According to the stats, 40% of new marriages include one person who was married before. Around 20% of weddings include two people who have both been married before. This means that blended families are becoming more and more of a trend. But the sad reality is that there are a lot of blended family problems you’ll have to face as a new couple.
Contrary to what the Brady Bunch portrayed to the world, blending a family isn’t as easy as it seems. The kids have to adjust to a world of “steps”. Stepmothers, stepsiblings, step-grandparents. The truth is that putting two families under one roof can be a hell of a challenge. And according to the American Academy of Child and Adolescent Psychiatry, it can take up to two years for blended families to…well blend together.
Biggest blended family problems and tips for dealing with them
In normal families, it’s hard enough for kids to compete for attention with siblings around. The problem obviously intensifies when stepsiblings are involved. If your kid never needed to share a parent, it can be quite a huge deal to adjust to the changes in the family dynamic.
There’s no hard or fast rule for fixing this problem. You’ll have to talk to your partner to ensure you’re both on the same page about the issue. You cannot solve the problem if you both have different styles of discipline. It also can’t be solved if one parent thinks the other’s biological child is causing the chaos to begin with.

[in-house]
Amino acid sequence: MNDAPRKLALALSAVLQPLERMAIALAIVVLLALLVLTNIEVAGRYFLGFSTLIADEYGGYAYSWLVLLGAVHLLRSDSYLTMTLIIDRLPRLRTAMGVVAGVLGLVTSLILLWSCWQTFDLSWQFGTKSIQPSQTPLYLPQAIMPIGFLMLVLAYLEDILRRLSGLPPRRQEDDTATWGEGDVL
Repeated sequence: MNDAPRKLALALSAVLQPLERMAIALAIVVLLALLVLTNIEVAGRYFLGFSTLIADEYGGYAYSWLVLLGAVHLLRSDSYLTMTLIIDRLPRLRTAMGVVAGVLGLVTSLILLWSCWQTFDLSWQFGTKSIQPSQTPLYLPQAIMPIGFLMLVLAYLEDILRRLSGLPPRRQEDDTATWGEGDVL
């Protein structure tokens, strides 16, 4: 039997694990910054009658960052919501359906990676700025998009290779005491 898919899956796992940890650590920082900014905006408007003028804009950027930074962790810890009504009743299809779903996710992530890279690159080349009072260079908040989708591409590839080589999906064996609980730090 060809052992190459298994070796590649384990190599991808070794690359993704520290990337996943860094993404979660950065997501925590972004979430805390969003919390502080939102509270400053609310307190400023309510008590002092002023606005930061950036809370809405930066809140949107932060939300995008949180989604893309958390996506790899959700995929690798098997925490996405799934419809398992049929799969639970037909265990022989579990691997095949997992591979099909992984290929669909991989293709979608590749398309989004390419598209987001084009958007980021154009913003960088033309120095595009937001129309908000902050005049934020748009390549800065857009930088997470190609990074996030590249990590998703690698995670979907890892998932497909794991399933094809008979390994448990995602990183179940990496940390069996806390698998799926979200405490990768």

One of the best ways of dealing with the problem is by enforcing the same consequences and rewards for all kids, regardless of “how it used to be” before you got married. Remember that your kids might also feel more like strangers than actual siblings to each other. The idea of “one big happy family” will take quite a while to really work.
Don’t label your kids either. Things like “she’s the artists in our family” or “he’s the star athlete around here” will only increase tension in the household and among the kids. Ensure you highlight the fact that each family member has a lot of talents and that it is healthy to keep exploring areas of interest.
As soon as the number of kids in the home increases, one (or all) of the kids might feel like they’re not getting enough attention. Blended families might also have less financial resources to cater to all the expenses related to the extracurricular activities of all kids.
The best way to try and resolve this issue is by working together as a family unit. Make sure you set up a schedule that includes all family members. Ensure each child gets to choose one special activity. You should also try attending your kids’ activities as a parental unit, so kids don’t feel like one is getting more attention than the other. Be sure to give each child his or her fair share of individual attention as well. It can be something as simple as a game for 10 minutes a day. This will help give all the kids the attention they need, which will only help strengthen your family bond.